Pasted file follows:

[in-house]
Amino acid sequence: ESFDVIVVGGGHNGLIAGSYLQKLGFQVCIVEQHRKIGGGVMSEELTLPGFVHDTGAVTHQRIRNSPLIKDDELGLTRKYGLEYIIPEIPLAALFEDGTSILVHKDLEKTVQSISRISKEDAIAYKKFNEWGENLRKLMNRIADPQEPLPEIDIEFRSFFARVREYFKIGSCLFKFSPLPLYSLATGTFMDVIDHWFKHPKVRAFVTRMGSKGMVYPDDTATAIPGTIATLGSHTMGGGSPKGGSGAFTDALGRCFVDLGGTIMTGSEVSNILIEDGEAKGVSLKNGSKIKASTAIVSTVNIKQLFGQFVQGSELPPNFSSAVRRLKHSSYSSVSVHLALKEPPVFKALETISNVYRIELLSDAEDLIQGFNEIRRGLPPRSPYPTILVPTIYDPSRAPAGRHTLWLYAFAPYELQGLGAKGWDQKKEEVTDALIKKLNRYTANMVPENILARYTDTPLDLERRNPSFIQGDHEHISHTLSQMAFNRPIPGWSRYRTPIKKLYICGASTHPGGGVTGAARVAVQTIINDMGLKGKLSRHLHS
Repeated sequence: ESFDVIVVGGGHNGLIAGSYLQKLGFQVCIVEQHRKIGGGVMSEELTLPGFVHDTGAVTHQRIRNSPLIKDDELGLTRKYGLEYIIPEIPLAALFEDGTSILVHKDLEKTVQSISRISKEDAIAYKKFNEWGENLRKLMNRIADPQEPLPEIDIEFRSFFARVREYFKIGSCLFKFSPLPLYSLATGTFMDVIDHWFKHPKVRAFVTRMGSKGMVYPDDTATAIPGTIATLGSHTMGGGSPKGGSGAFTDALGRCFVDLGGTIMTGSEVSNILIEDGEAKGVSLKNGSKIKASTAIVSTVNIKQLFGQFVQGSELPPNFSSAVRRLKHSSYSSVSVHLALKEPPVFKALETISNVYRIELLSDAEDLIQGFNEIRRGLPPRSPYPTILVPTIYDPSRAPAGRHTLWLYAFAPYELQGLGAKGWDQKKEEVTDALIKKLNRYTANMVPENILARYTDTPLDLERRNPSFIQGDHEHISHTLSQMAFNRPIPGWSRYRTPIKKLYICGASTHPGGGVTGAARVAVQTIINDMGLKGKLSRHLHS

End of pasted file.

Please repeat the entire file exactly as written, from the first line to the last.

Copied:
[in-house]
Amino acid sequence: ESFDVIVVGGGHNGLIAGSYLQKLGFQVCIVEQHRKIGGGVMSEELTLPGFVHDTGAVTHQRIRNSPLIKDDELGLTRKYGLEYIIPEIPLAALFEDGTSILVHKDLEKTVQSISRISKEDAIAYKKFNEWGENLRKLMNRIADPQEPLPEIDIEFRSFFARVREYFKIGSCLFKFSPLPLYSLATGTFMDVIDHWFKHPKVRAFVTRMGSKGMVYPDDTATAIPGTIATLGSHTMGGGSPKGGSGAFTDALGRCFVDLGGTIMTGSEVSNILIEDGEAKGVSLKNGSKIKASTAIVSTVNIKQLFGQFVQGSELPPNFSSAVRRLKHSSYSSVSVHLALKEPPVFKALETISNVYRIELLSDAEDLIQGFNEIRRGLPPRSPYPTILVPTIYDPSRAPAGRHTLWLYAFAPYELQGLGAKGWDQKKEEVTDALIKKLNRYTANMVPENILARYTDTPLDLERRNPSFIQGDHEHISHTLSQMAFNRPIPGWSRYRTPIKKLYICGASTHPGGGVTGAARVAVQTIINDMGLKGKLSRHLHS
Repeated sequence: ESFDVIVVGGGHNGLIAGSYLQKLGFQVCIVEQHRKIGGGVMSEELTLPGFVHDTGAVTHQRIRNSPLIKDDELGLTRKYGLEYIIPEIPLAALFEDGTSILVHKDLEKTVQSISRISKEDAIAYKKFNEWGENLRKLMNRIADPQEPLPEIDIEFRSFFARVREYFKIGSCLFKFSPLPLYSLATGTFMDVIDHWFKHPKVRAFVTRMGSKGMVYPDDTATAIPGTIATLGSHTMGGGSPKGGSGAFTDALGRCFVDLGGTIMTGSEVSNILIEDGEAKGVSLKNGSKIKASTAIVSTVNIKQLFGQFVQGSELPPNFSSAVRRLKHSSYSSVSVHLALKEPPVFKALETISNVYRIELLSDAEDLIQGFNEIRRGLPPRSPYPTILVPTIYDPSRAPAGRHTLWLYAFAPYELQGLGAKGWDQKKEEVTDALIKKLNRYTANMVPENILARYTDTPLDLERRNPSFIQGDHEHISHTLSQMAFNRPIPGWSRYRTPIKKLYICGASTHPGGGVTGAARVAVQTIINDMGLKGKLSRHLHS